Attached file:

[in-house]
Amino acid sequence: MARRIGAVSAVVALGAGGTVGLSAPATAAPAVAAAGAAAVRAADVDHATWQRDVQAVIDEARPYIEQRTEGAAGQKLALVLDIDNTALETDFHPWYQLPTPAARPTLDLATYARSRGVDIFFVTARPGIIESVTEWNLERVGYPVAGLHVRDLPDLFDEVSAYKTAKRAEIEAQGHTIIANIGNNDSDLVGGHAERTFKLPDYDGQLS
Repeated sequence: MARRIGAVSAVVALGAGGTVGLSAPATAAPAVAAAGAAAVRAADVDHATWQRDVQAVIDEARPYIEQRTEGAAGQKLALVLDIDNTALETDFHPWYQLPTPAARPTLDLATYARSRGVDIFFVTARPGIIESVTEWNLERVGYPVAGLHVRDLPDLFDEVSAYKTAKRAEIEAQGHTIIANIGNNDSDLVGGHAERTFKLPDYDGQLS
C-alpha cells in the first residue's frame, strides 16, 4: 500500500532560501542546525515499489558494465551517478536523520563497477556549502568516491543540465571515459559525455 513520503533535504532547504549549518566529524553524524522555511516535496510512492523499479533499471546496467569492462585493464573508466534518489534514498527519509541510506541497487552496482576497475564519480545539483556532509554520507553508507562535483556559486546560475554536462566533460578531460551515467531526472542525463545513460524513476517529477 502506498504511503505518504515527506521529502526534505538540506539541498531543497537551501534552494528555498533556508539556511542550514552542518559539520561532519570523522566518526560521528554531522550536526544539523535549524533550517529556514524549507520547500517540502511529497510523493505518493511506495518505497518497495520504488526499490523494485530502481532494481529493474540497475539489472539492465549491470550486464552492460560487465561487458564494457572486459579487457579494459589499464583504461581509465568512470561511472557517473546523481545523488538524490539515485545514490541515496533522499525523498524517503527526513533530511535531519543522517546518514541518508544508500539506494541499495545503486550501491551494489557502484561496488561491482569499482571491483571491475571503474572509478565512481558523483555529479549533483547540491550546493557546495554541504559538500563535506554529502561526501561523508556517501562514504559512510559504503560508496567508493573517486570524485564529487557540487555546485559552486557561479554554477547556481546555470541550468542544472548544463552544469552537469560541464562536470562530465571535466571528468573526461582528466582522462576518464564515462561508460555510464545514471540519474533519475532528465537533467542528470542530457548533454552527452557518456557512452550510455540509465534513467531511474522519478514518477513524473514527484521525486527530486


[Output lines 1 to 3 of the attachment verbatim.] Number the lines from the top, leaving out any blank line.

[in-house]
Amino acid sequence: MARRIGAVSAVVALGAGGTVGLSAPATAAPAVAAAGAAAVRAADVDHATWQRDVQAVIDEARPYIEQRTEGAAGQKLALVLDIDNTALETDFHPWYQLPTPAARPTLDLATYARSRGVDIFFVTARPGIIESVTEWNLERVGYPVAGLHVRDLPDLFDEVSAYKTAKRAEIEAQGHTIIANIGNNDSDLVGGHAERTFKLPDYDGQLS
Repeated sequence: MARRIGAVSAVVALGAGGTVGLSAPATAAPAVAAAGAAAVRAADVDHATWQRDVQAVIDEARPYIEQRTEGAAGQKLALVLDIDNTALETDFHPWYQLPTPAARPTLDLATYARSRGVDIFFVTARPGIIESVTEWNLERVGYPVAGLHVRDLPDLFDEVSAYKTAKRAEIEAQGHTIIANIGNNDSDLVGGHAERTFKLPDYDGQLS